With the publication Monday of a report about U.S.-made Internet monitoring devices discovered in Iran and Sudan, McDermott Will & Emery lobbyists could find themselves called on to defend the manufacturer.
Blue Coat Systems Inc., which made the devices that were found in the countries in apparent violation of U.S. sanctions, has used the firm to lobby for it since 2011 on unspecified "[i]ssues relating to export controls," according to congressional records. The firm has focused its lobbying on Congress, typically receiving less than $5,000 per quarter from the Sunnyvale, Calif.-based company.
McDermott partners Edward "Teddy" Eynon, David Ransom and Stephen Ryan are handling the Blue Coat account.
None of the lobbyists were immediately available for comment.
U.S. officials, according to The Washington Post, are investigating how the Internet monitoring products entered Syria, which is subject to U.S. trade sanctions. Countries can use the technology to limit access to information and spy on their citizens, according to the University of Toronto’s Citizen Lab, which authored the Blue Coat report that the Post published.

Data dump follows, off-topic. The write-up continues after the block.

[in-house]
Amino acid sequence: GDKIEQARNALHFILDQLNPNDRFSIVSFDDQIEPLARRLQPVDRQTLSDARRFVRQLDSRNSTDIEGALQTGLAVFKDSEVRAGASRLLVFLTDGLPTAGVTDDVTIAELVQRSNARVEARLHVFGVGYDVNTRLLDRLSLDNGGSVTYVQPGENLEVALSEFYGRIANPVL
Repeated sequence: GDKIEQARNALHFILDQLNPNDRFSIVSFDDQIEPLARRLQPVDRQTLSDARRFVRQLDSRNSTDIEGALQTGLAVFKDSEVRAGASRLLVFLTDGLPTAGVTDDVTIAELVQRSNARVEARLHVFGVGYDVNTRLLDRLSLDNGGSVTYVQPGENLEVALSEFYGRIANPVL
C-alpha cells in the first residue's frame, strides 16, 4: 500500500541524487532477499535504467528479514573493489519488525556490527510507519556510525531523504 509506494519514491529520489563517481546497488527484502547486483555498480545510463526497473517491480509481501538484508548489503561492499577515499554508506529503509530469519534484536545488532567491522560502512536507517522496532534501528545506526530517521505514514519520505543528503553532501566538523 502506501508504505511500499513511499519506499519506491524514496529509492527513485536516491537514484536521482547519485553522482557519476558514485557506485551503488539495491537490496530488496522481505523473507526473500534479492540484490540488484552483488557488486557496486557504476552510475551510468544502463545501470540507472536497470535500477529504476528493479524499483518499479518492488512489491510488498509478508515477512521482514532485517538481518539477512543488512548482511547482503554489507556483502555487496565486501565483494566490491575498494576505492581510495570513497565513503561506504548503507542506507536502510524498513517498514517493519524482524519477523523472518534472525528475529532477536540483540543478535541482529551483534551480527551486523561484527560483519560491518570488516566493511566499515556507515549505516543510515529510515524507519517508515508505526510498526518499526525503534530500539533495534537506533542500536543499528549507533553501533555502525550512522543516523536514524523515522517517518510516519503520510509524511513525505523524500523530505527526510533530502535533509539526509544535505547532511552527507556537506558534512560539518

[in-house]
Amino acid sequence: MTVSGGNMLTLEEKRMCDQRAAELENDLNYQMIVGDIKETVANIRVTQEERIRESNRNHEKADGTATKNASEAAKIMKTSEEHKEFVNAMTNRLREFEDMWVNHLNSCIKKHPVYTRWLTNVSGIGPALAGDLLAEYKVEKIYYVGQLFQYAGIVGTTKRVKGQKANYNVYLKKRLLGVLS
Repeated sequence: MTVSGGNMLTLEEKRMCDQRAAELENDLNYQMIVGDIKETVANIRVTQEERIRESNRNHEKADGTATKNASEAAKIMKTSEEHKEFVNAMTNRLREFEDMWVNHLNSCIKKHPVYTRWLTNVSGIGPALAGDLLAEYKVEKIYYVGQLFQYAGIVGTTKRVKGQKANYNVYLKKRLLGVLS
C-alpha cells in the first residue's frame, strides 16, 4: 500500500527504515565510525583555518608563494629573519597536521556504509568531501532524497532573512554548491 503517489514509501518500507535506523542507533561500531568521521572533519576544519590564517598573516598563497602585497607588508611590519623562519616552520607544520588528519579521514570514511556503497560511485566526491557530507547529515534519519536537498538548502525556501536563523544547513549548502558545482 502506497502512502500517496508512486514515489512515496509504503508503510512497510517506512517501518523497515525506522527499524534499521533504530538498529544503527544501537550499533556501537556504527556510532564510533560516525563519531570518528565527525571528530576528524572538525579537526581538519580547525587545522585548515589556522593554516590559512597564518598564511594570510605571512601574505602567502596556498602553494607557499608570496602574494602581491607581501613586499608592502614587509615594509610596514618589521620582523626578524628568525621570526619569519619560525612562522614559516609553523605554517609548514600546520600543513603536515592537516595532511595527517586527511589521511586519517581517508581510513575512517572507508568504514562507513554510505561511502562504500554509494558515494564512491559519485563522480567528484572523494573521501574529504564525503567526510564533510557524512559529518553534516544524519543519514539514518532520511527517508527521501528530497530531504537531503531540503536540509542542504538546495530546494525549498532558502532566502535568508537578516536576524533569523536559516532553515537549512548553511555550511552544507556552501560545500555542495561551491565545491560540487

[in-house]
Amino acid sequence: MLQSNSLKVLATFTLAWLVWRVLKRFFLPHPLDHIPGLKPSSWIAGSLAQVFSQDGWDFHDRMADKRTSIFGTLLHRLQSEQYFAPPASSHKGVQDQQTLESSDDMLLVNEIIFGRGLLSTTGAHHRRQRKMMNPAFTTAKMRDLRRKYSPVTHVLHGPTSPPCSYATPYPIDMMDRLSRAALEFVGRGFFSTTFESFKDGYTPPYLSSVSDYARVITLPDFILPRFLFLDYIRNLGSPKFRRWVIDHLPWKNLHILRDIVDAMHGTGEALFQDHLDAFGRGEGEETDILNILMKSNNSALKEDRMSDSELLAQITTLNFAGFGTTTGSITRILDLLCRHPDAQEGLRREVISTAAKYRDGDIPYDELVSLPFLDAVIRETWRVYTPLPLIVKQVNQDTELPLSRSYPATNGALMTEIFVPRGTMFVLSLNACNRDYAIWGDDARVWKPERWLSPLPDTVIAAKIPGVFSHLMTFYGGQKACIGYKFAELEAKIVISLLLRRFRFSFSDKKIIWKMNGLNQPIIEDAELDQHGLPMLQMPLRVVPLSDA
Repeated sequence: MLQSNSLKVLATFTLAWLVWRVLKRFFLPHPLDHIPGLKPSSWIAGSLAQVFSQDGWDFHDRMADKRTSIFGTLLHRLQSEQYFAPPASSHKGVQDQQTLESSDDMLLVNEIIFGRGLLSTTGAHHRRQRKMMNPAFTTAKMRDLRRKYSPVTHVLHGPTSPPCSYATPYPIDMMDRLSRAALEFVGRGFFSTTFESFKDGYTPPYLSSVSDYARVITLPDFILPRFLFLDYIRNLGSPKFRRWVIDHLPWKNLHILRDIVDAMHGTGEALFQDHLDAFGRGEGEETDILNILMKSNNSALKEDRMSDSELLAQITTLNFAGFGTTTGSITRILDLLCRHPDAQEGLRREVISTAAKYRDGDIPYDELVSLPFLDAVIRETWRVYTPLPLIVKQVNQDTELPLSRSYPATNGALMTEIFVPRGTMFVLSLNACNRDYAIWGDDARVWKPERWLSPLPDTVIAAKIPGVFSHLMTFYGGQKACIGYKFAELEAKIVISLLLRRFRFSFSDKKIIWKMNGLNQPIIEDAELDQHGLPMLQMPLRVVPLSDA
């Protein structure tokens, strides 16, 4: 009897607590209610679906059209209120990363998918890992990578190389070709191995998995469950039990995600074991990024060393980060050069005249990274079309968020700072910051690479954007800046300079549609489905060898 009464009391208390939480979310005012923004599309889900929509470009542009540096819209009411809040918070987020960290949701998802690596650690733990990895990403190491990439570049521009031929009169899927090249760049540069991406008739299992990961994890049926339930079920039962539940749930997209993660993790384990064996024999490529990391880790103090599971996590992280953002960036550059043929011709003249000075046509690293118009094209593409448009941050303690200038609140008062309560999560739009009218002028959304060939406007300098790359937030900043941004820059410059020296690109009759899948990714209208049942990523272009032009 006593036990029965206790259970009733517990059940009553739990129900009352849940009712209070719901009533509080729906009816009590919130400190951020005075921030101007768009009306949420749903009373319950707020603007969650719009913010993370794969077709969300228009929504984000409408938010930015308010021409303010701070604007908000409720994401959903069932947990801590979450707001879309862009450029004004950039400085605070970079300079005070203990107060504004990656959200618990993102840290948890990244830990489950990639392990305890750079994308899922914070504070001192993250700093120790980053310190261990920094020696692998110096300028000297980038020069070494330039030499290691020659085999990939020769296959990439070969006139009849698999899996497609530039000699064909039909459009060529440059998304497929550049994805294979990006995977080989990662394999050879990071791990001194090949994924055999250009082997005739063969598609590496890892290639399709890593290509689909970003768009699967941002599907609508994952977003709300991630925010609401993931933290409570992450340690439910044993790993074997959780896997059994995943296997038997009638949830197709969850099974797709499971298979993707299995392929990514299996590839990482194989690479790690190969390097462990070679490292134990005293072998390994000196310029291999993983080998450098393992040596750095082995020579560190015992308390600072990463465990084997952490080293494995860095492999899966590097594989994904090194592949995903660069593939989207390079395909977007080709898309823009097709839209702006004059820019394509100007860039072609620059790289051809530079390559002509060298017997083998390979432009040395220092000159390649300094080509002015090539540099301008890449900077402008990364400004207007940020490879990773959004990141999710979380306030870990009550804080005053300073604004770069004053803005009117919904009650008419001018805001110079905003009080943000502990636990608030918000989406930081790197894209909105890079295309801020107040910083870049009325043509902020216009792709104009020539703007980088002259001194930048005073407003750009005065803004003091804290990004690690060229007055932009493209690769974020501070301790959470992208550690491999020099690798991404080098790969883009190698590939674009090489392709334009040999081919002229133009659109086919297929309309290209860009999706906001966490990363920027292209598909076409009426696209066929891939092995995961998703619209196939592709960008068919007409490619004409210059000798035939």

David Murphy, Blue Coat's chief operating officer and president, told the newspaper that his company doesn't allow countries that are subject to U.S. sanctions to buy its monitoring devices. Murphy said the company is cooperating with U.S. investigators.
In a National Law Journal Q&A last month, Ryan, speaking generally, said clients facing congressional investigations have to be prepared for anything.
"You want to cooperate with the committees but you also have to take into account what is today’s issue may not be tomorrow's issue and that may benefit you. Or hurt you, depending on where the issue goes," he said. "It’s very volatile."